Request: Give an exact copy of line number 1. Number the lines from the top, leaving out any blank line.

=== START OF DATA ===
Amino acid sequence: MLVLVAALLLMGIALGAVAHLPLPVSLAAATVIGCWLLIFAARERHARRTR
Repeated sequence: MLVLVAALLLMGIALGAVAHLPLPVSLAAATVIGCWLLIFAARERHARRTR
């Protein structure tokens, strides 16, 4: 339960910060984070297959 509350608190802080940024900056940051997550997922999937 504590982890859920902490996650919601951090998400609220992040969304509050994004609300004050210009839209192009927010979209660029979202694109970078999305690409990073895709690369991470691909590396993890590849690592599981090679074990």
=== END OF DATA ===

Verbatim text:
Amino acid sequence: MLVLVAALLLMGIALGAVAHLPLPVSLAAATVIGCWLLIFAARERHARRTR